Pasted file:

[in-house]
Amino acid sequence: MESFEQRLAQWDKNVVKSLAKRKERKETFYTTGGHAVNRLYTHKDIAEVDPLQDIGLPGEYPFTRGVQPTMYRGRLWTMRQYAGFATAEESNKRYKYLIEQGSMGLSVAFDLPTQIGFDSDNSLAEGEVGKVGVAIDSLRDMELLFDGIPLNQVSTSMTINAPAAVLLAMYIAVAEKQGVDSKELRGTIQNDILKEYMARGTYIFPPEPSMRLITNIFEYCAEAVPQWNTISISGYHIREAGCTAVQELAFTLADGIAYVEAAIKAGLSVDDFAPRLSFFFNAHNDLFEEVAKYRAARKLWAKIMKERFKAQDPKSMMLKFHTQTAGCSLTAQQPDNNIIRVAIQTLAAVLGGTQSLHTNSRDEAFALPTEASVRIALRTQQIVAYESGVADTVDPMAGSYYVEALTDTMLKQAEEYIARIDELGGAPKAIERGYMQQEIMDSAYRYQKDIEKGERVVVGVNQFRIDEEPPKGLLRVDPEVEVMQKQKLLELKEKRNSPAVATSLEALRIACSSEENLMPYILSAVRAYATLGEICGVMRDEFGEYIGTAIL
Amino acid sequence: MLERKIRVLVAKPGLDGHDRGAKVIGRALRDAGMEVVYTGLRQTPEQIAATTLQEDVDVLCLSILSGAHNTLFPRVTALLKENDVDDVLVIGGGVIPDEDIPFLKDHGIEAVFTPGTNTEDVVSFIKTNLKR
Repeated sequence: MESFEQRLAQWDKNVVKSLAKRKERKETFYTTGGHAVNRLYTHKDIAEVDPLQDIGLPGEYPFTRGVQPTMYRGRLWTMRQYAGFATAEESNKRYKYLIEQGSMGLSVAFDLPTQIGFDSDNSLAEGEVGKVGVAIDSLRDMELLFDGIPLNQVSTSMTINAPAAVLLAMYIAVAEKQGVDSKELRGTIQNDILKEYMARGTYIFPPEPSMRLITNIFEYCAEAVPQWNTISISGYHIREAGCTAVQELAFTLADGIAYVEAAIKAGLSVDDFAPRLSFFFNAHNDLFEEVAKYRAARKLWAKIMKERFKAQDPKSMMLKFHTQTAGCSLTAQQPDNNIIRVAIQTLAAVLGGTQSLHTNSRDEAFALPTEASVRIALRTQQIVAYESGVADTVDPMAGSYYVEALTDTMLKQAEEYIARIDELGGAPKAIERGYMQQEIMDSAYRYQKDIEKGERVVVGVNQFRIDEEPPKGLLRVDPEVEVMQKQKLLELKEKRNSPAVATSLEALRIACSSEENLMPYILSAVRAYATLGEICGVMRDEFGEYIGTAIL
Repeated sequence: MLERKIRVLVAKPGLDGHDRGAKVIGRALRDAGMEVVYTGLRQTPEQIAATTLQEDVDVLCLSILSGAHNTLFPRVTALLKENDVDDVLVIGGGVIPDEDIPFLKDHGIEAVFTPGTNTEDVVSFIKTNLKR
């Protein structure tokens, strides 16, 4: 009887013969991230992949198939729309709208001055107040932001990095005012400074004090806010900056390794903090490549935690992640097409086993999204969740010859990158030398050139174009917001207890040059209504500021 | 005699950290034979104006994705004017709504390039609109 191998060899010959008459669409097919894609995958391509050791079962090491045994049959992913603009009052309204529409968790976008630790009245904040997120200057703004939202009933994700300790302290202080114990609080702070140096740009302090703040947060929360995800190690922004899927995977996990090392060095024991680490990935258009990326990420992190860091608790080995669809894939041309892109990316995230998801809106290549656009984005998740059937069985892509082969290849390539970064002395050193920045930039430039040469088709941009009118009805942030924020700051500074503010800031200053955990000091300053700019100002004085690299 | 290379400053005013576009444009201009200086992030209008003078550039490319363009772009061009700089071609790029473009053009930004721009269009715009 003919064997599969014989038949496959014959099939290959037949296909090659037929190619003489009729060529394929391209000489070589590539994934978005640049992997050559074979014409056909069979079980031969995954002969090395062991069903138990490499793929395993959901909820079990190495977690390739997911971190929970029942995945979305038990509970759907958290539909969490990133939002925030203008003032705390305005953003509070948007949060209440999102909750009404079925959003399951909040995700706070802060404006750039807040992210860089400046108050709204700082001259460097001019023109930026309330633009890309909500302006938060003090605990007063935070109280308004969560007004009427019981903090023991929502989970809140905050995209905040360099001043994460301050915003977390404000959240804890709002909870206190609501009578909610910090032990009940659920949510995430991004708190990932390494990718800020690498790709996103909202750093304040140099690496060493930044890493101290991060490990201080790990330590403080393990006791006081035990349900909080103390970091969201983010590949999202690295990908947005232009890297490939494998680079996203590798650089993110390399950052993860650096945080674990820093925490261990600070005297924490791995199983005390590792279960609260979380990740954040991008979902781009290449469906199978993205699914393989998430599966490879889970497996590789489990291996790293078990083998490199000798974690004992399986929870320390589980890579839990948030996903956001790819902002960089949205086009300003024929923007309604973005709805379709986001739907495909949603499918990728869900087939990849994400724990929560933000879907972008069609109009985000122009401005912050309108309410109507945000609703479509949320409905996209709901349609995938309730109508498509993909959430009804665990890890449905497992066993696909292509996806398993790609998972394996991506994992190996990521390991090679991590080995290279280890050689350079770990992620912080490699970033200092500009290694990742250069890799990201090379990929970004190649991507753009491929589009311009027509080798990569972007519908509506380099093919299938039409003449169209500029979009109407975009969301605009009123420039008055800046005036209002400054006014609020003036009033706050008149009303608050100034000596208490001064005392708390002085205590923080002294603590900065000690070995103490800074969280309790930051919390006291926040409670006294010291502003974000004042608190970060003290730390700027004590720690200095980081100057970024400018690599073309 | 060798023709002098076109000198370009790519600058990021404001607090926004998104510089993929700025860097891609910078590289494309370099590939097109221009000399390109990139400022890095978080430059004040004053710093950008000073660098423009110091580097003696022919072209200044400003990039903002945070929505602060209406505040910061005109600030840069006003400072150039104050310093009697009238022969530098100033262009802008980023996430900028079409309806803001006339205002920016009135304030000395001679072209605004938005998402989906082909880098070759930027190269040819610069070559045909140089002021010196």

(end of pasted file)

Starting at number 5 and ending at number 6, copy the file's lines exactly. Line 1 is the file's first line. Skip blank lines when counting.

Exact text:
Repeated sequence: MLERKIRVLVAKPGLDGHDRGAKVIGRALRDAGMEVVYTGLRQTPEQIAATTLQEDVDVLCLSILSGAHNTLFPRVTALLKENDVDDVLVIGGGVIPDEDIPFLKDHGIEAVFTPGTNTEDVVSFIKTNLKR
């Protein structure tokens, strides 16, 4: 009887013969991230992949198939729309709208001055107040932001990095005012400074004090806010900056390794903090490549935690992640097409086993999204969740010859990158030398050139174009917001207890040059209504500021 | 005699950290034979104006994705004017709504390039609109 191998060899010959008459669409097919894609995958391509050791079962090491045994049959992913603009009052309204529409968790976008630790009245904040997120200057703004939202009933994700300790302290202080114990609080702070140096740009302090703040947060929360995800190690922004899927995977996990090392060095024991680490990935258009990326990420992190860091608790080995669809894939041309892109990316995230998801809106290549656009984005998740059937069985892509082969290849390539970064002395050193920045930039430039040469088709941009009118009805942030924020700051500074503010800031200053955990000091300053700019100002004085690299 | 290379400053005013576009444009201009200086992030209008003078550039490319363009772009061009700089071609790029473009053009930004721009269009715009 003919064997599969014989038949496959014959099939290959037949296909090659037929190619003489009729060529394929391209000489070589590539994934978005640049992997050559074979014409056909069979079980031969995954002969090395062991069903138990490499793929395993959901909820079990190495977690390739997911971190929970029942995945979305038990509970759907958290539909969490990133939002925030203008003032705390305005953003509070948007949060209440999102909750009404079925959003399951909040995700706070802060404006750039807040992210860089400046108050709204700082001259460097001019023109930026309330633009890309909500302006938060003090605990007063935070109280308004969560007004009427019981903090023991929502989970809140905050995209905040360099001043994460301050915003977390404000959240804890709002909870206190609501009578909610910090032990009940659920949510995430991004708190990932390494990718800020690498790709996103909202750093304040140099690496060493930044890493101290991060490990201080790990330590403080393990006791006081035990349900909080103390970091969201983010590949999202690295990908947005232009890297490939494998680079996203590798650089993110390399950052993860650096945080674990820093925490261990600070005297924490791995199983005390590792279960609260979380990740954040991008979902781009290449469906199978993205699914393989998430599966490879889970497996590789489990291996790293078990083998490199000798974690004992399986929870320390589980890579839990948030996903956001790819902002960089949205086009300003024929923007309604973005709805379709986001739907495909949603499918990728869900087939990849994400724990929560933000879907972008069609109009985000122009401005912050309108309410109507945000609703479509949320409905996209709901349609995938309730109508498509993909959430009804665990890890449905497992066993696909292509996806398993790609998972394996991506994992190996990521390991090679991590080995290279280890050689350079770990992620912080490699970033200092500009290694990742250069890799990201090379990929970004190649991507753009491929589009311009027509080798990569972007519908509506380099093919299938039409003449169209500029979009109407975009969301605009009123420039008055800046005036209002400054006014609020003036009033706050008149009303608050100034000596208490001064005392708390002085205590923080002294603590900065000690070995103490800074969280309790930051919390006291926040409670006294010291502003974000004042608190970060003290730390700027004590720690200095980081100057970024400018690599073309 | 060798023709002098076109000198370009790519600058990021404001607090926004998104510089993929700025860097891609910078590289494309370099590939097109221009000399390109990139400022890095978080430059004040004053710093950008000073660098423009110091580097003696022919072209200044400003990039903002945070929505602060209406505040910061005109600030840069006003400072150039104050310093009697009238022969530098100033262009802008980023996430900028079409309806803001006339205002920016009135304030000395001679072209605004938005998402989906082909880098070759930027190269040819610069070559045909140089002021010196």